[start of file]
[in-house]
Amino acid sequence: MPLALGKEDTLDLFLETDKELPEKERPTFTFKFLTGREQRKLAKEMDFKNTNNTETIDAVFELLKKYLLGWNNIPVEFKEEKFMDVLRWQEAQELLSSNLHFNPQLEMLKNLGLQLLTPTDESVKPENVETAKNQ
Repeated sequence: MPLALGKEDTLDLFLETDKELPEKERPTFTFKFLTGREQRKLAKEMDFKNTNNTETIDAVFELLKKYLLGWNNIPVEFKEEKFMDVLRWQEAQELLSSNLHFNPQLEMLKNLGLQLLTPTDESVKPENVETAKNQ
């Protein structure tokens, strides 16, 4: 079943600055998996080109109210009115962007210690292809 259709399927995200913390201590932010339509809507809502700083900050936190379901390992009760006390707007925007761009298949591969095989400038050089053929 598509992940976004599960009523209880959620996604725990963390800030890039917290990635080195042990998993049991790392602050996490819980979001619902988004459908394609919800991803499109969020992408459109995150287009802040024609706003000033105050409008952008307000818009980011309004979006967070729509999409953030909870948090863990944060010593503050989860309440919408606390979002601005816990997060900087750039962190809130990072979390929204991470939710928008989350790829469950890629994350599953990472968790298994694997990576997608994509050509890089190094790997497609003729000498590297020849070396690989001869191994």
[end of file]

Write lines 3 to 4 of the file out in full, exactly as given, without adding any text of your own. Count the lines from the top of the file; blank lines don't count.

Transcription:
Repeated sequence: MPLALGKEDTLDLFLETDKELPEKERPTFTFKFLTGREQRKLAKEMDFKNTNNTETIDAVFELLKKYLLGWNNIPVEFKEEKFMDVLRWQEAQELLSSNLHFNPQLEMLKNLGLQLLTPTDESVKPENVETAKNQ
């Protein structure tokens, strides 16, 4: 079943600055998996080109109210009115962007210690292809 259709399927995200913390201590932010339509809507809502700083900050936190379901390992009760006390707007925007761009298949591969095989400038050089053929 598509992940976004599960009523209880959620996604725990963390800030890039917290990635080195042990998993049991790392602050996490819980979001619902988004459908394609919800991803499109969020992408459109995150287009802040024609706003000033105050409008952008307000818009980011309004979006967070729509999409953030909870948090863990944060010593503050989860309440919408606390979002601005816990997060900087750039962190809130990072979390929204991470939710928008989350790829469950890629994350599953990472968790298994694997990576997608994509050509890089190094790997497609003729000498590297020849070396690989001869191994």